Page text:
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  #1  
Old 11-09-2008, 12:10 AM
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How to change your fuel pump- WITH PICS.

I did this on a 2003 Short wheelbase Trailblazer with the 18.7 gallon tank.
My vehicle had just turned 133,000. This was the Factory pump. It had not failed and I was NOT getting any fuel gauge problems.
I simply wanted to replace the pump now before it failed from age.... Preventative measure pretty much.
I bought a new AC Delco Pump with the level sender for about $270 and a new external fuel filter for about $22. Total about $327 with tax.
Drive vehicle as much as possible after low fuel light to get rid of as much gas.
I chose to lay thick plastic down (in ase of fuel spill) and raise the vehicle with car ramps. I also used wood on the ramps so that the metal ramps dont dig into the cement.



Pop the hood and access the fuse box. With the engine running pull the relay for the Fuel pump, within a few seconds the engine dies. Crank the engine a few times to relieve pressure.
Disconnected the negative battery terminal and then open gas cap.
Next step was to remove the cross bar that would be in the way for dropping the tank.
Using a short phillips screwdriver loosen the screw on the fuel filter. You also want to press in on the schraeder valve to release any pressure in the lines. Gas may come out of this if theres still pressure in the lines



here in pointing at the schraeder valve


Have a container ready to catch gas that will come out of the filter/line connections.
To disconnect the fuel lines- simply press in the clips (blue on the filter) and the other lines you simply squeeze. No special tools needed for these.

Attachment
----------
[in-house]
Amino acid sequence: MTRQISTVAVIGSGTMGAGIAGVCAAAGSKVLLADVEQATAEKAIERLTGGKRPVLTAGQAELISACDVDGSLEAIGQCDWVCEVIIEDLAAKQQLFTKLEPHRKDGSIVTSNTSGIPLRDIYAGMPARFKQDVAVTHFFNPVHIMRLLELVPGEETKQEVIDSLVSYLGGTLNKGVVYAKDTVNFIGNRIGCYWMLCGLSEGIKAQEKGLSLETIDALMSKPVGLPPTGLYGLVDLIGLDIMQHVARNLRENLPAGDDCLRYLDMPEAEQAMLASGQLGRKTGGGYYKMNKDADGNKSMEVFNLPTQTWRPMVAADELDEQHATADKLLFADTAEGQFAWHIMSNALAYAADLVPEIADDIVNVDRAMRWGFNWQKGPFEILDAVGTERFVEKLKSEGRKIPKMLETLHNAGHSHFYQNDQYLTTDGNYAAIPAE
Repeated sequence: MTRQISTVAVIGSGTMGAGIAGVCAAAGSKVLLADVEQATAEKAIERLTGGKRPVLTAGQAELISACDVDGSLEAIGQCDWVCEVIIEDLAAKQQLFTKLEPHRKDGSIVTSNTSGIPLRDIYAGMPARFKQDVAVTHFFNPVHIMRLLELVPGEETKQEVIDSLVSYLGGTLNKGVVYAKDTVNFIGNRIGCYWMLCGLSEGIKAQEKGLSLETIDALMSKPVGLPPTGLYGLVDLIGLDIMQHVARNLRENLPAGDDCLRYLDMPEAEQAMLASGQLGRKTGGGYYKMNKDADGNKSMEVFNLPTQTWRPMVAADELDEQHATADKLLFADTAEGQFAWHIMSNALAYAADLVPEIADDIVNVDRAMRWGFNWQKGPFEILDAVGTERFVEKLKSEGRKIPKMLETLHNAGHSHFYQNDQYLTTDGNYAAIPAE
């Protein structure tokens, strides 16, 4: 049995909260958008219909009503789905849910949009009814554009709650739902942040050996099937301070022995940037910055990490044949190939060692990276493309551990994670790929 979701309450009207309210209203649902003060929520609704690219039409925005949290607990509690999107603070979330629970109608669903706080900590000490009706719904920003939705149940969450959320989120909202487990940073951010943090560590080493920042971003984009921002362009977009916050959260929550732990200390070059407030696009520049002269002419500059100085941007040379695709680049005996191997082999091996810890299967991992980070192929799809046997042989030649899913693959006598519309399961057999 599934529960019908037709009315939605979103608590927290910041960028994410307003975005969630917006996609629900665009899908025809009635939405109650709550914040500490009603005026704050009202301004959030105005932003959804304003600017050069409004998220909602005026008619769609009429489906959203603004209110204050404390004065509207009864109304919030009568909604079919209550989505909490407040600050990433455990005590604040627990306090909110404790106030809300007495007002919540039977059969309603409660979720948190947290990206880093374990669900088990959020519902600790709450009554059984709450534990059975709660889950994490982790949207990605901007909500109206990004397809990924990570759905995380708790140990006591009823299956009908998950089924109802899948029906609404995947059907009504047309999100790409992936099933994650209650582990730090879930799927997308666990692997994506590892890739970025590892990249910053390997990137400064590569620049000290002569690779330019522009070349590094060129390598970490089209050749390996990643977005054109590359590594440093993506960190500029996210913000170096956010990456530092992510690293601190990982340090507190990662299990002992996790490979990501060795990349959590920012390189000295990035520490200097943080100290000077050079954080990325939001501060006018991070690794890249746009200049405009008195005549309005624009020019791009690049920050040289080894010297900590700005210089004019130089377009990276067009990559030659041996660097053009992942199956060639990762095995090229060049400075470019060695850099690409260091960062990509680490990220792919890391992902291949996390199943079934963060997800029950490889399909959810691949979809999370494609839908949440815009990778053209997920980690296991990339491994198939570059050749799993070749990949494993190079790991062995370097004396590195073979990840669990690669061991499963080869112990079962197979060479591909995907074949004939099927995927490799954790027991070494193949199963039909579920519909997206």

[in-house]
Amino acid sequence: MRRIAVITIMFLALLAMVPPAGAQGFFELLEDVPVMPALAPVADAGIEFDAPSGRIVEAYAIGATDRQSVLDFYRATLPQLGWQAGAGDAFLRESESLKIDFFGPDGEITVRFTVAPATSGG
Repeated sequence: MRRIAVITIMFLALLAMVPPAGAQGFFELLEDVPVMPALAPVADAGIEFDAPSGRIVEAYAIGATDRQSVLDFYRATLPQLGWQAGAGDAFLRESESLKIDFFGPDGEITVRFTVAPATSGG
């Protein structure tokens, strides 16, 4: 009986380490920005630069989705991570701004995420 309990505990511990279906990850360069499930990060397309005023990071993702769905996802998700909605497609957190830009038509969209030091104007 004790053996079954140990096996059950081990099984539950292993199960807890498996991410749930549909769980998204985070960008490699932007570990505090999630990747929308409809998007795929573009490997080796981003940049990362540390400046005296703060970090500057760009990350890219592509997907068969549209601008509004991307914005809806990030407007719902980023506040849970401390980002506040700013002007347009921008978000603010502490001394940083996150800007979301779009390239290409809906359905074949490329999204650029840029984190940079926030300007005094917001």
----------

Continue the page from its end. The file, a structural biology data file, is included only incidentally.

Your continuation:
Note how the fuel filter is gone- and the lines are wet from gas that drained out of the lines



With my thumb and forefinger im pointing at 2 more lines that must be disconnected. one is at the top that may be partially hidden... you may miss it- so I figured Id point it out. I was using a flashlight to make sure I didnt miss any connections.


I then proceed to place a jack and a piece of wood under the tank for support-for when I remove the straps.



Then loosen the hose from the tank to gas filler tube. Using a small ratchet and 7mm socket




Loosen the straps using a size 15 socket, extension, and 1/2 inch ratchet.




Once the straps are removed- the jack/wood is helping hold the tank. You may have to jiggle the rearmost strap to get it to get out of the way, the front strap came right off.
I then dropped the tank a little... so that I could look around and see what electrical connections there are.

laying down in the rear by the driver rear tire- looking in between the coil spring and the red rubber stopper- there is an electrical connection.
remove this.. these are easily disconnected.



I dropped the tank a little more-- I was then able to pop my head from under the car and look at the top of the tank and see the power connection to the fuel pump.
In this picture-- I stuck my hand above the frame and with my other hand I snapped the picture. This is also an easy connector to undo.



We then lowered the tank more- and found 1 more connection... in this picture weve already removed the tank.